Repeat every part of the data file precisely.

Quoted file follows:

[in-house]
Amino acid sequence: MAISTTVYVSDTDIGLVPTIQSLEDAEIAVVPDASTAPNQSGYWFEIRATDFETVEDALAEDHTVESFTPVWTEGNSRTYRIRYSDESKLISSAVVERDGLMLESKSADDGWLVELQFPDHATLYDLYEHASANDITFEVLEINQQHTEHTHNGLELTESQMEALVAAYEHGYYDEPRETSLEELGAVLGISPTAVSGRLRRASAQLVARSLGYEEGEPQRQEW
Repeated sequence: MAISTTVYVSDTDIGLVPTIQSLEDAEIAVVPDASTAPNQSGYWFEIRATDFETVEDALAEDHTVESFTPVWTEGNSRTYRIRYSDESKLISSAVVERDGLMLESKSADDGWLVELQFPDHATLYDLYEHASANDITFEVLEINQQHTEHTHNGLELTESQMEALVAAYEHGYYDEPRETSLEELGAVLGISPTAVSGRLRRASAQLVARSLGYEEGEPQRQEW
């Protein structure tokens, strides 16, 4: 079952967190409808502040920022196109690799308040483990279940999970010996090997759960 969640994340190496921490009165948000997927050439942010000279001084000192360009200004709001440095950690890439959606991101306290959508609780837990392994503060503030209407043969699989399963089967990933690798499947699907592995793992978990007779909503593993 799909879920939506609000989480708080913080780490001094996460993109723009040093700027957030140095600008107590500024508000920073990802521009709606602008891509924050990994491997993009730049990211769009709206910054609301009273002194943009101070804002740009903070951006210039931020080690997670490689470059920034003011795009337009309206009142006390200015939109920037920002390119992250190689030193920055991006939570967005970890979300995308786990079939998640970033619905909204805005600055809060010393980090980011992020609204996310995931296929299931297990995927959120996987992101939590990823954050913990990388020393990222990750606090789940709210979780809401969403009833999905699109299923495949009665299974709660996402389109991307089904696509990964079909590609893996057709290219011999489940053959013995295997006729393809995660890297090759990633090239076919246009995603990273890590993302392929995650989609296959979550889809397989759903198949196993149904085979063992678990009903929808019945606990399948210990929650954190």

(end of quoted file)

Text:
[in-house]
Amino acid sequence: MAISTTVYVSDTDIGLVPTIQSLEDAEIAVVPDASTAPNQSGYWFEIRATDFETVEDALAEDHTVESFTPVWTEGNSRTYRIRYSDESKLISSAVVERDGLMLESKSADDGWLVELQFPDHATLYDLYEHASANDITFEVLEINQQHTEHTHNGLELTESQMEALVAAYEHGYYDEPRETSLEELGAVLGISPTAVSGRLRRASAQLVARSLGYEEGEPQRQEW
Repeated sequence: MAISTTVYVSDTDIGLVPTIQSLEDAEIAVVPDASTAPNQSGYWFEIRATDFETVEDALAEDHTVESFTPVWTEGNSRTYRIRYSDESKLISSAVVERDGLMLESKSADDGWLVELQFPDHATLYDLYEHASANDITFEVLEINQQHTEHTHNGLELTESQMEALVAAYEHGYYDEPRETSLEELGAVLGISPTAVSGRLRRASAQLVARSLGYEEGEPQRQEW
């Protein structure tokens, strides 16, 4: 079952967190409808502040920022196109690799308040483990279940999970010996090997759960 969640994340190496921490009165948000997927050439942010000279001084000192360009200004709001440095950690890439959606991101306290959508609780837990392994503060503030209407043969699989399963089967990933690798499947699907592995793992978990007779909503593993 799909879920939506609000989480708080913080780490001094996460993109723009040093700027957030140095600008107590500024508000920073990802521009709606602008891509924050990994491997993009730049990211769009709206910054609301009273002194943009101070804002740009903070951006210039931020080690997670490689470059920034003011795009337009309206009142006390200015939109920037920002390119992250190689030193920055991006939570967005970890979300995308786990079939998640970033619905909204805005600055809060010393980090980011992020609204996310995931296929299931297990995927959120996987992101939590990823954050913990990388020393990222990750606090789940709210979780809401969403009833999905699109299923495949009665299974709660996402389109991307089904696509990964079909590609893996057709290219011999489940053959013995295997006729393809995660890297090759990633090239076919246009995603990273890590993302392929995650989609296959979550889809397989759903198949196993149904085979063992678990009903929808019945606990399948210990929650954190």